The kitchen was an unsightly mess. Stacks of dishes, all different makes and models, filled the counter space. Paper plates wearing leftover food, stacked by the sink. Three metal coffeepots set to the stove. She'd dirty one and go on to the next, he figured. What with her present occupation, there seemed no likely end to the supply, either. The milk had gone over so he filled a fruit jar with water, another with apple juice, and shoved four cans of Vienna sausage in the front pocket of the old haversack. Leg holes had been cut into the drab olive green and once his brother had been fitted into it, he would be carried out of the place. High time, too. Hez had gone to his back room and fetched up three clean diapers, stood looking at them for a long moment before picking up two more. No way a shitty bottom would set a curfew to his day.

On his way to the front room, he had stooped and turned off the gas heater in the hall and then gone to the kitchen stove and checked the registers. As much as he hated them, he'd not wish her, or his sister, to be a victim of leaking propane. He glanced around. Unless a messy house could suddenly acquire the ability to turn lethal, no one was likely to die before he made it back home that evening. Hezekiah left the room.

Copyright © 2001 Melinda Haynes

Membership Advantages
  • Reviews
  • "Beyond the Book" backstories
  • Free books to read and review (US only)
  • Find books by time period, setting & theme
  • Read-alike suggestions by book and author
  • Book club discussions
  • and much more!
  • Just $10 for 3 months or $35 for a year
  • More about membership!

Editor's Choice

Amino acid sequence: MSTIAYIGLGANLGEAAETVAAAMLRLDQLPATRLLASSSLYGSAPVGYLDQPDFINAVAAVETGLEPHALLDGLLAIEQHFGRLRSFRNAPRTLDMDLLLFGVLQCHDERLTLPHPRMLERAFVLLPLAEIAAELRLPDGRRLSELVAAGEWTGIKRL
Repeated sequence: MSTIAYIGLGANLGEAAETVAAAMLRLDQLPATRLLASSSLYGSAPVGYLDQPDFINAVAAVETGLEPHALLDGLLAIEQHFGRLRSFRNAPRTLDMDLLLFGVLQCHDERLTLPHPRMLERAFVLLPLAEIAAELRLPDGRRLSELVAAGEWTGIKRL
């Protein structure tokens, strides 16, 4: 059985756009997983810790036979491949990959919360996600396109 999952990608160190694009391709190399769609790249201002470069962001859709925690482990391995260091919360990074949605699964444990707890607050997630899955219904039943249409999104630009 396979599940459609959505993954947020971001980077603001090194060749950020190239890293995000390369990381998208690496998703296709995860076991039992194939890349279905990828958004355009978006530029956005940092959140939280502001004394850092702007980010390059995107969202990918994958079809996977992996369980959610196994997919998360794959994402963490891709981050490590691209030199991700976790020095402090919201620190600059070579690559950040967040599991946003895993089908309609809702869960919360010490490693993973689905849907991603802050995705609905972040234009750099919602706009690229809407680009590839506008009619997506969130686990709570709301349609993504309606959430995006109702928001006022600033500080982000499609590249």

• Book Jacket: A Spark of Light
    A Spark of Light
    by Jodi Picoult
    The central premise of A Spark of Light involves a gunman holding hostages within the confines of a ...
  • Book Jacket: An Absolutely Remarkable Thing
    An Absolutely Remarkable Thing
    by Hank Green
    As one half of the extremely popular YouTube duo "Vlogbrothers" (the other half being his brother ...
  • Book Jacket: Waiting for Eden
    Waiting for Eden
    by Elliot Ackerman
    Elliot Ackerman's latest novel, Waiting for Eden, follows Marine Eden Malcom as his death ...
  • Book Jacket: A Well-Behaved Woman
    A Well-Behaved Woman
    by Therese Anne Fowler
    The full title of A Well-Behaved Woman includes the subtitle A Novel of the Vanderbilts which is ...

Book Discussion
Book Jacket
Unsheltered
by Barbara Kingsolver

A timely novel that explores the human capacity for resiliency and compassion.

About the book
Join the discussion!

Readers Recommend

  • Book Jacket

    The Kinship of Secrets
    by Eugenia Kim

    Two sisters grow up bound by family but separated by war; inspired by a true story.
    Reader Reviews

  • Book Jacket

    Paris Echo
    by Sebastian Faulks

    A story of resistance, complicity, and an unlikely, transformative friendship.
    Reader Reviews

Win this book!
Win Strangers in Budapest

Strangers in Budapest

A couple trying to make a new life in a foreign land find themselves drawn into a cultural and generational vendetta.

Enter

Word Play

Solve this clue:

N M I A T Law

and be entered to win..

Books that     
entertain,
     engage

 & enlighten

Visitors can view some of BookBrowse for free. Full access is for members only.

Join Today!

Your guide toexceptional          books

BookBrowse seeks out and recommends books that we believe to be best in class. Books that will whisk you to faraway places and times, that will expand your mind and challenge you -- the kinds of books you just can't wait to tell your friends about.